Western Ontario and McMaster Universities Osteoarthritis Index (WOMAC) scores by sex at baseline and 7 years after total knee replacement (TKR); by t-test (independent samples).

Mean ± SD SF-36 scores for men and women at 7 years were 55.1 ± 27.1 and 39.5 ± 22.9 for physical function, 71.2 ± 36.5 and 51. 5 ± 42.7 for physical role, 66.2 ± 26 and 55.6 ± 28.9 for bodily pain, and 60.7 ± 17.1 and 50.7 ± 21.2 for general health, respectively.

There was a significant inverse correlation of 81% between the WOMAC function dimension and the SF-36 physical function dimension, and of 61% between the WOMAC pain dimension and SF-36 bodily pain dimension (P < 0.0001).


We studied health outcomes 7 years after TKR for severe OA and attempted to identify factors influencing outcomes, and found that HRQOL significantly improved after 7 years. Female sex, severe and morbid obesity, and complications after discharge negatively influenced WOMAC dimension scores.

At 7 years, there was a significant reduction in WOMAC dimension scores with the pain dimension showing the greatest improvement, which is in agreement with other studies with 5–11 years of followup (21, 22). This may be because in elderly people, pain is more likely to improve than overall function, which decreases with age (20). In addition, our findings show an ES lower than that described in the review by Kane et al (for WOMAC studies with 0–2 years of followup) and in a study with 3 years of followup. This may indicate a time effect on the results of TKR (8, 20). Chana et al also found that improvements in WOMAC scores 1 and 2 years after TKR fell at 5 years (21).

MacDonald et al found similar improvements (change scores) to ours in pain in a study with a mean of 7 years of followup, but reported greater improvements from preoperative to postoperative scores in the WOMAC stiffness and function dimensions (23). Although the preoperative pain dimension scores were similar to ours, the preoperative stiffness and function dimensions were higher (worse) and, as reported by other studies, patients with higher preoperative WOMAC scores had greater postsurgical improvement (20, 24). This suggests variability in the preoperative health status of patients undergoing TKR, which makes comparison between studies difficult (8, 9). This could be minimized by reporting not only change scores but also quantifying the magnitude of change (ES) following TKR. The ES is a standardized measure and provides information on the amount of change in the measure relative to the variation within the measure. This is not only more informative for physicians but may also suggest clearer indications for surgery (10, 25).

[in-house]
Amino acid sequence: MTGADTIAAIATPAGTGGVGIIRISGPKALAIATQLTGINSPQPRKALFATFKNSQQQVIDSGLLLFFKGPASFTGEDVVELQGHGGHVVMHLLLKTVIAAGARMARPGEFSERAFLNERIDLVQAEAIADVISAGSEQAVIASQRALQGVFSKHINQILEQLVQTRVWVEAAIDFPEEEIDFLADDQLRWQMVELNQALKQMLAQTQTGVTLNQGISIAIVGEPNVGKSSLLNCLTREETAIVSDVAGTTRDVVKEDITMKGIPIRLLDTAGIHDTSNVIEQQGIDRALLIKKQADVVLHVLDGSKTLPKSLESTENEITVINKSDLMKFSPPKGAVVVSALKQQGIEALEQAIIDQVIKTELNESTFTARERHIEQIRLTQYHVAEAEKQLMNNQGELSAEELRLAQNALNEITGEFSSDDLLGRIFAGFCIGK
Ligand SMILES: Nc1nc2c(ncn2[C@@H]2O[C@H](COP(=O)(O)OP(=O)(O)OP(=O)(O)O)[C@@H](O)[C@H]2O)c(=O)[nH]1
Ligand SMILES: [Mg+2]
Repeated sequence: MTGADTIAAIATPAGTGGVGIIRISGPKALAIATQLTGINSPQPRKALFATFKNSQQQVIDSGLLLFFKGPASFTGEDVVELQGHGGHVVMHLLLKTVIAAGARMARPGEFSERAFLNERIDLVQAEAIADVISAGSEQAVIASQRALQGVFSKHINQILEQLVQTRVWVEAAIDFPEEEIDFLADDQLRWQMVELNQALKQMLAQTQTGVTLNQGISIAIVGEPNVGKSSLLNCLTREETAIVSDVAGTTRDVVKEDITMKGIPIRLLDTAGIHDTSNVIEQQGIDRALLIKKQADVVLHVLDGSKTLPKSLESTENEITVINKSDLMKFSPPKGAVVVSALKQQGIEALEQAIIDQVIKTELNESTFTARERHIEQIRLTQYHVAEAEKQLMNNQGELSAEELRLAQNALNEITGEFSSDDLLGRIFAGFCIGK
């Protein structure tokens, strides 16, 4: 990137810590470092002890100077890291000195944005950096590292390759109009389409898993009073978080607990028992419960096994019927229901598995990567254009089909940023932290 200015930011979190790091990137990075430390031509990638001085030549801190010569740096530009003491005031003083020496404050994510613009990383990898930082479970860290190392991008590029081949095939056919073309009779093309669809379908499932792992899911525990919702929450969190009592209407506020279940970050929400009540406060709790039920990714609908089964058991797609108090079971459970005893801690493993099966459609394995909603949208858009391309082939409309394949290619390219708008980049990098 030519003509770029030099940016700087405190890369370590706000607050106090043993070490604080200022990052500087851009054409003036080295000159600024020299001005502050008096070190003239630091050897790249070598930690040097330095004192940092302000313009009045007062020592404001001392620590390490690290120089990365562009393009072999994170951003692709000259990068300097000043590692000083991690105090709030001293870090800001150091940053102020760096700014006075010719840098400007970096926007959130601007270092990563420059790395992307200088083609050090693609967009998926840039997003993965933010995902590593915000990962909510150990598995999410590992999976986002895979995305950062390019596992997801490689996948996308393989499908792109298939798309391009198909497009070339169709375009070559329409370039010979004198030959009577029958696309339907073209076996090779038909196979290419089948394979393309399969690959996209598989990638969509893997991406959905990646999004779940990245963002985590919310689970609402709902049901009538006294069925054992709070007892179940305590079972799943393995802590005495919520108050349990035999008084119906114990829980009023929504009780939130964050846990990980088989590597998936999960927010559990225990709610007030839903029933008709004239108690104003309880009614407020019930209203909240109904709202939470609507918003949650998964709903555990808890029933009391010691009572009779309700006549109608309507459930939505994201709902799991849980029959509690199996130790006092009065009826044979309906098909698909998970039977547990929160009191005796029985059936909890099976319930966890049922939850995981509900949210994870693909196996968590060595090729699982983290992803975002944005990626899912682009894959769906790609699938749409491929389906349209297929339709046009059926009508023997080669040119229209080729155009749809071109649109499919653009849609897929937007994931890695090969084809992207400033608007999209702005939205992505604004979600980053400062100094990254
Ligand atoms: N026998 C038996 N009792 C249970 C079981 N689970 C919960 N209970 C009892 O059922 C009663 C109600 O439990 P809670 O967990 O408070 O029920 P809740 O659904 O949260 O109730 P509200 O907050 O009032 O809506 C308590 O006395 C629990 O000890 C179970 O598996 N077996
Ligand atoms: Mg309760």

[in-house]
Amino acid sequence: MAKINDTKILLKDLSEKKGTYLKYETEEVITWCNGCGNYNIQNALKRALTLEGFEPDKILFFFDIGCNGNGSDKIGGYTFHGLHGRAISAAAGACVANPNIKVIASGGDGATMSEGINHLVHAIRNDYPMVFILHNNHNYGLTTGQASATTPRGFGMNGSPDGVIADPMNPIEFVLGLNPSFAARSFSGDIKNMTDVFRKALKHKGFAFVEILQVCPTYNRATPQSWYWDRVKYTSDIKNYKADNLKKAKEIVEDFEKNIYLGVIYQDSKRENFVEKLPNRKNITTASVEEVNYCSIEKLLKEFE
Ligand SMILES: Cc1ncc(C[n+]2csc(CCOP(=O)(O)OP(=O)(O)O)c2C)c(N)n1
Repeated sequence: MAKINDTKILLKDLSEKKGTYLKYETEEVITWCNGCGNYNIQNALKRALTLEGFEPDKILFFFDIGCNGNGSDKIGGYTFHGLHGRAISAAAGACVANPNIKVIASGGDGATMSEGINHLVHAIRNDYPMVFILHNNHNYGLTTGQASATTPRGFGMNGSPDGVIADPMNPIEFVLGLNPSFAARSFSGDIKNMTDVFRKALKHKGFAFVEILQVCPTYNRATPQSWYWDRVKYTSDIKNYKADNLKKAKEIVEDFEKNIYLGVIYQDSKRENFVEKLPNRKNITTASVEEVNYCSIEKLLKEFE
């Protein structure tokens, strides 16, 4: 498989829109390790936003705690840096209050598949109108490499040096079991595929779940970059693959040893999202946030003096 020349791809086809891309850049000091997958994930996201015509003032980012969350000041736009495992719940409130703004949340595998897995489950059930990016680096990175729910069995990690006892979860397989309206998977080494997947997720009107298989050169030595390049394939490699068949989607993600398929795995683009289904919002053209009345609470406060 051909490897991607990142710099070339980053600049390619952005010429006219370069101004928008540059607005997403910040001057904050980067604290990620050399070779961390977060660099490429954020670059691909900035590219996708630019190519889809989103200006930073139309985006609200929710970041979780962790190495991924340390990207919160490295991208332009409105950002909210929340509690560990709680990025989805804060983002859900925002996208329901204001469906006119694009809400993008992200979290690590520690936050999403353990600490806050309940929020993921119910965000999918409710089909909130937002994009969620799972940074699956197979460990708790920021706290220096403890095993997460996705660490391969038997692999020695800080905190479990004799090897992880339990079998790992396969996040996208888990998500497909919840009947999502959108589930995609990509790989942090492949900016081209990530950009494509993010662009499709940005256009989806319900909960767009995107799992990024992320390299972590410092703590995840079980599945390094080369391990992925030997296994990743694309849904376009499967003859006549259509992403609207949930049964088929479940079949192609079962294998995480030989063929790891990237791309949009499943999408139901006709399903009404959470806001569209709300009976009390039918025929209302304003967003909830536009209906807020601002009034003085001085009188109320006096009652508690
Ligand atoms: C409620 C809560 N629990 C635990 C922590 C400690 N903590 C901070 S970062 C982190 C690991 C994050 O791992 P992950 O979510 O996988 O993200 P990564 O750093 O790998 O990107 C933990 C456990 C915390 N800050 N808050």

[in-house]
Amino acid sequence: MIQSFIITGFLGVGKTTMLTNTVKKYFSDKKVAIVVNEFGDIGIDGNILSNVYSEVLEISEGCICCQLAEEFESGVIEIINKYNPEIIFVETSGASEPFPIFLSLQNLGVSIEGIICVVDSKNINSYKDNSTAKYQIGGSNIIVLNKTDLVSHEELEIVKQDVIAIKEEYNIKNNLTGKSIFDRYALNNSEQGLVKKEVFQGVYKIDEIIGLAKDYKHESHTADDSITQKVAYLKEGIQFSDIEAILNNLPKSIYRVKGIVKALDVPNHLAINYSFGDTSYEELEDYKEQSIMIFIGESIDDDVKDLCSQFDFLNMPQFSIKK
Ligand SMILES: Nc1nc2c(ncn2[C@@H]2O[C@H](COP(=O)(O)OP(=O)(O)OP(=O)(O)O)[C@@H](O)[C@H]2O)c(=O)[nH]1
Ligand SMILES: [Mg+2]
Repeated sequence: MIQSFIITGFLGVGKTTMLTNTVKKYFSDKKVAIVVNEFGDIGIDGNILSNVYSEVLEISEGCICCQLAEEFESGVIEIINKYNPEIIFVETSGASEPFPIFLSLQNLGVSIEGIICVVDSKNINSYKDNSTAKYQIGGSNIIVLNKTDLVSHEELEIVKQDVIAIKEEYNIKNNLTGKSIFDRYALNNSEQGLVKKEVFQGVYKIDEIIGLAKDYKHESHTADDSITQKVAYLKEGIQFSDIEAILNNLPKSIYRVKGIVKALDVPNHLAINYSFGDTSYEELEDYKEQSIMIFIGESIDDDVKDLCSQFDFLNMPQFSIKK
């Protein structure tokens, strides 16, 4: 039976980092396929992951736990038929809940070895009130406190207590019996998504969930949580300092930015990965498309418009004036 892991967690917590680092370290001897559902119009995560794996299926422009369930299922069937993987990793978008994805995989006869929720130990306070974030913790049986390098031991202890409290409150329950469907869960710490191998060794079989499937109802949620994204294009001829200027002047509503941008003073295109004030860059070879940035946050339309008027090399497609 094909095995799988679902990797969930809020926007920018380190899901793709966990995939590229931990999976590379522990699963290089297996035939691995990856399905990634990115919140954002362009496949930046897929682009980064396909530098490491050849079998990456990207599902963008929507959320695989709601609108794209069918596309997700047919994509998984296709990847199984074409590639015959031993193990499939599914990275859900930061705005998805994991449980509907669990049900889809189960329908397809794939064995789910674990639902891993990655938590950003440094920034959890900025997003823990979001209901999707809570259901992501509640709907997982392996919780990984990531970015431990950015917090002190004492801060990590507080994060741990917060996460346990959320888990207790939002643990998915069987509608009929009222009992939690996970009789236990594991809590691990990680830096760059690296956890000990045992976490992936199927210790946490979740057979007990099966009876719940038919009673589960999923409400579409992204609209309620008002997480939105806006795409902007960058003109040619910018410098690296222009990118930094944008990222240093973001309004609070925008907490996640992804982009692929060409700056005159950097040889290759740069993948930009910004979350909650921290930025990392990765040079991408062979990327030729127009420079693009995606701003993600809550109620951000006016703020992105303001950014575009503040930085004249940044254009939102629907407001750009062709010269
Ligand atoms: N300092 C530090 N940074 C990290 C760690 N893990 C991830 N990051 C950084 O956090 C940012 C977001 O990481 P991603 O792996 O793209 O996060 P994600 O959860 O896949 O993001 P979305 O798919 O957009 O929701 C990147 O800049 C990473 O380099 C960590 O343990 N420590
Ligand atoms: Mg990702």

Women had significantly worse WOMAC scores at 7 years. This may be due in part to age, because the female participants were a mean of 5 years older than the male participants (69 versus 74 years), although age was not a significant factor in the regression analysis. In addition, women entered surgery with worse WOMAC scores than men, although again, this was not a significant factor. Petterson et al concluded that women are either more adversely affected by arthritis or further along in the disease process before considering arthroplasty (26). Reports vary on this aspect (5, 8), although this may be due to presentation of the results from different perspectives. A study with a mean followup of 10 years found that women improved more (change scores from preoperative to postoperative) after TKR than men in all of the WOMAC dimensions (23). In contrast, another study with 5–11 years of followup found that sex did not affect change scores after TKR (22). However, these studies reported that women had higher (worse) preoperative and postoperative WOMAC scores than men. The 2 studies coincide when outcomes are considered, but differ when improvements are considered (8, 21–23).

Severe and morbid obesity were significantly associated with worse scores in all WOMAC dimensions, which is in agreement with other studies (9, 20, 24, 27). Reports of obesity in these patients have mostly studied high mechanical prosthesis failure rates and long-term complications, whereas the consequence of weight on health outcomes after surgery is unclear (9). Some reports with a followup of 5–10.6 years have found that severely obese patients (mean BMI ≥30 kg/m2) have worse outcomes (measured by the Knee Society Scores and radiography) and a higher level of revisions (mean BMI ≥39 kg/m2) (28–30), whereas others found no differences between severely obese and nonobese patients (31–34). However, there is no definitive cutoff in BMI and studies use different classifications and categories of obesity (27).

The number of postdischarge complications during followup also had an independent impact on TKR outcomes measured by the WOMAC. A review by Jones et al found that the lack of success reported by some patients can be attributed to complications or surgical-related factors (9). A review by Kane et al found that complications, as in our study, are defined by each investigator, and reported low rates (8).